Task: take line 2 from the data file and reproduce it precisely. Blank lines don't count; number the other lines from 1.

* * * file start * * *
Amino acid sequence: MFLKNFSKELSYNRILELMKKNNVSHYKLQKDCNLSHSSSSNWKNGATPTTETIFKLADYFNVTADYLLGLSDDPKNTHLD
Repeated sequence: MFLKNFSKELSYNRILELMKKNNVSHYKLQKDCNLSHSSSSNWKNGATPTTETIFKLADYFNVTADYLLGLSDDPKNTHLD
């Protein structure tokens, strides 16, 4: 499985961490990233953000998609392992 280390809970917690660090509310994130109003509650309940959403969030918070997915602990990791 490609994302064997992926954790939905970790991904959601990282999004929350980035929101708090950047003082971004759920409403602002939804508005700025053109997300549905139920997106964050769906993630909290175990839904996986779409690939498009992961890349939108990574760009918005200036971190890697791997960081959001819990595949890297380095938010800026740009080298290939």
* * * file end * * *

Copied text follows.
Repeated sequence: MFLKNFSKELSYNRILELMKKNNVSHYKLQKDCNLSHSSSSNWKNGATPTTETIFKLADYFNVTADYLLGLSDDPKNTHLD